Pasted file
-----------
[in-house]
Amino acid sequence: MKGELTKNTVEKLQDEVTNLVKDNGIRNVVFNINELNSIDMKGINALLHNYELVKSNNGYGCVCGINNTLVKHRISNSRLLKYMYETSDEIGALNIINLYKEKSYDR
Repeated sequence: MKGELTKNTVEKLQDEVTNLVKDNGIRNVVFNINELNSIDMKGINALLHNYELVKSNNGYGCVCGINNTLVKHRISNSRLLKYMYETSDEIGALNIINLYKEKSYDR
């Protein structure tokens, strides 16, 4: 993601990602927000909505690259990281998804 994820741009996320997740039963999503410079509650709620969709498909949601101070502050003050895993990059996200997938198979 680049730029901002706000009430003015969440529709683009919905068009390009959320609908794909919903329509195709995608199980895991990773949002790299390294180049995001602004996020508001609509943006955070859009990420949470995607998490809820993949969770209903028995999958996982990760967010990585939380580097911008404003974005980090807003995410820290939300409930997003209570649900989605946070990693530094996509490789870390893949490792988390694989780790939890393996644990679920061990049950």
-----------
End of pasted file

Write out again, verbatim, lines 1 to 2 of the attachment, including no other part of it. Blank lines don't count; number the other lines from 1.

[in-house]
Amino acid sequence: MKGELTKNTVEKLQDEVTNLVKDNGIRNVVFNINELNSIDMKGINALLHNYELVKSNNGYGCVCGINNTLVKHRISNSRLLKYMYETSDEIGALNIINLYKEKSYDR